In San Clemente, family challenges Coastal Commission’s anti-seawall crusade
The Wills family is represented, free of charge, by Pacific Legal Foundation, America’s leading legal watchdog for limited government and property rights
SACRAMENTO, CA; April 15, 2016: The California Coastal Commission is violating the U.S. Constitution and state law by arm-twisting a family into giving up their right to protect their beachfront mobilehome from erosion and other natural hazards, as part of the commission’s crusade against seawalls.
So argues a lawsuit by Eric Wills and his family against the commission for blocking them from maintaining the seawall at Capistrano Shores Mobile Home Park that protects their home. The opening brief in the lawsuit was filed late yesterday.
The Wills family is represented, free of charge, by Pacific Legal Foundation (PLF), a watchdog that litigates for limited government and property rights. Filed in Orange County Superior Court, the lawsuit is Capistrano Shores Property, LLC v. California Coastal Commission.
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The Coastal Commission’s illegal demand:
The Wills family must stop protecting their oceanfront home from the ocean
Eric Wills and his family wanted to replace an aging mobilehome that they own at Capistrano Shores Mobile Home Park, with a nearly identical, slightly smaller one. For that, the Coastal Commission insisted that they needed a “coastal development permit.” As a condition for receiving a permit, the commission demanded that the family agree to never maintain, repair, or replace the seawall that safeguards their property and the 89 other homes in the 56-year-old park.
Although the Wills went ahead with replacing their mobilehome, their lawsuit challenges this illegal anti-seawall condition.
“The Coastal Commission is putting the security and the value of the Wills’ home at risk, in violation of state law and the California and U.S. Constitutions,” said PLF Attorney Larry Salzman, who is also Director of PLF’s new Liberty Clinic at the Dale E. Fowler School of Law at Chapman University. Salzman and PLF took over the case after the Wills spent heavily in attorney fees fighting the commission on their own.
The commission’s anti-seawall demand violates the Wills family’s rights
The California Constitution (Art. I, Section 1) guarantees property owners the right to protect their property. Consistent with this, the California Coastal Act gives the Wills and other oceanfront property owners the right to safeguard their property with a seawall. It provides that “seawalls . . . retaining walls, and other such construction . . . shall be permitted when required to . . . protect” property from erosion and storms. (California Public Resources Code section 30235.)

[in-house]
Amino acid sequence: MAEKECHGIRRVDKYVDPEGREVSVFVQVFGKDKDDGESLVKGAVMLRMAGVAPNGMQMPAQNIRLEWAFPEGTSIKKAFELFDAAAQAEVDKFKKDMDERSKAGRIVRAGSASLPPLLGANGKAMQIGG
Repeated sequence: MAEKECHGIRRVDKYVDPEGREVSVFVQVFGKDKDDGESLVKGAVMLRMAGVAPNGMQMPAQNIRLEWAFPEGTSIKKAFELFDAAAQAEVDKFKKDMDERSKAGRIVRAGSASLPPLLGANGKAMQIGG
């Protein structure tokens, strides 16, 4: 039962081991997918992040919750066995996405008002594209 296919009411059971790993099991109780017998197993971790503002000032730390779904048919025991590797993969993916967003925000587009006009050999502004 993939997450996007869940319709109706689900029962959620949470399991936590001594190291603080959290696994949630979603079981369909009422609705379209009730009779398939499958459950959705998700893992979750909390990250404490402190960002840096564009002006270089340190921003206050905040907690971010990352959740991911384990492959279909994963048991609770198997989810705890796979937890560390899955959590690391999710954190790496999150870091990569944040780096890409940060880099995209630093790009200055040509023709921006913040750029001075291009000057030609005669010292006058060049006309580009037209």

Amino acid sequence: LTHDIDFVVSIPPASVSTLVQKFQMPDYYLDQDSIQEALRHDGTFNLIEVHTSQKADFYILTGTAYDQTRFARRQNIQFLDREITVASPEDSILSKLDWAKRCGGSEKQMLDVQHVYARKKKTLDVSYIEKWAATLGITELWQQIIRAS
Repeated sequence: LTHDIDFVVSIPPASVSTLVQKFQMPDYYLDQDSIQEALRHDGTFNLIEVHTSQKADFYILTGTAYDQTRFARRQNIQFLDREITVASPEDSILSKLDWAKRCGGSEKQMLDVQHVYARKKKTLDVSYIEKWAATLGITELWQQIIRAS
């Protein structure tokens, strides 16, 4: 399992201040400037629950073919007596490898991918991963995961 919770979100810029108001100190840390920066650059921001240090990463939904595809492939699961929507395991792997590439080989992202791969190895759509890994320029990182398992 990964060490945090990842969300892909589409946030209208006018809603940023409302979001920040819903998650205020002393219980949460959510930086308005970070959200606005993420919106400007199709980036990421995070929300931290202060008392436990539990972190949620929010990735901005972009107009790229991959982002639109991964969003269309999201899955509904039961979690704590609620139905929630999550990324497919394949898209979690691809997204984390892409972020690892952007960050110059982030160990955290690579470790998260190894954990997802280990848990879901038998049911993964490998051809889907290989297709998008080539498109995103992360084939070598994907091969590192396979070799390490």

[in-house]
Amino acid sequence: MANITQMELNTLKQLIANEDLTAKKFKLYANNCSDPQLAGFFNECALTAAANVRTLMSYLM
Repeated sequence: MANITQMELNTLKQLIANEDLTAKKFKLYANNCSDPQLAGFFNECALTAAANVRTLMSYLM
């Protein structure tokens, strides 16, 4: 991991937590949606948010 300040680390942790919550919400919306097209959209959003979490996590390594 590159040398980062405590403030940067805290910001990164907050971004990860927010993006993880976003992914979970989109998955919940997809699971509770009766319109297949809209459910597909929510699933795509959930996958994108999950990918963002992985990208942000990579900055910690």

“By forcing the Wills family to surrender their right to protect their home as a condition for getting a permit, the commission is abusing its authority under state law and violating federal and state constitutional protections for property owners,” said Salzman.
The Coastal Commission’s misguided pursuit of its anti-seawall agenda
The Wills’ lawsuit carries statewide implications, because the Coastal Commission has been pursuing a policy of “managed retreat” from the California coastline. “By depriving property owners of the shoreline protection they need for long-term safety and security,” said Salzman, “the commission’s policy will force many people to abandon their homes and businesses to erosion in the coming decades.
“The law is clear,” Salzman continued. “The commission may not prohibit coastal landowners from safeguarding their homes and property with shoreline protection devices that do not harm coastal resources. If the commission wants to remove property owners from their land instead, it should be required to pay them for their property.”
“The Coastal Commission is putting my family’s home in danger, and eroding our rights in the process,” said Eric Wills. “We are grateful that Pacific Legal Foundation has come to our aid, so we can fight back, on our own behalf, and for all coastal property owners in California.”
PLF’s Liberty Clinic at Chapman Law School
This is the first Southern California lawsuit that features participation by PLF’s new Liberty Clinic at the Dale E. Fowler School of Law at Chapman University. Under the direction of PLF Attorney Larry Salzman, an adjunct professor at Chapman Law School, this program trains aspiring attorneys in litigation techniques by giving them a hands-on role prosecuting property rights and economic liberty cases. Students devote approximately 10 hours per week to their cases and receive school credit.
“Students in the clinic have an opportunity to participate in researching, meeting clients, assisting in the drafting of complaints and motions, and conducting discovery; they can even attend court hearings,” said Salzman. “This is a unique program that gives students real-world experience and skills to help them move toward a career of defending limited government and liberty. I am proud to be part of this exciting project.”
The just-filed brief, and background media material
The lawsuit is titled, Capistrano Shores Property, LLC v. California Coastal Commission . More information, including PLF’s brief in support of the Wills’ petition to set aside the commission’s permit decision, a video, photo gallery, and backgrounder, may be found at: www.pacificlegal.org.
About Pacific Legal Foundation
Donor-supported Pacific Legal Foundation is the leading watchdog organization that litigates for limited government and property rights nationwide. PLF represents all clients free of charge.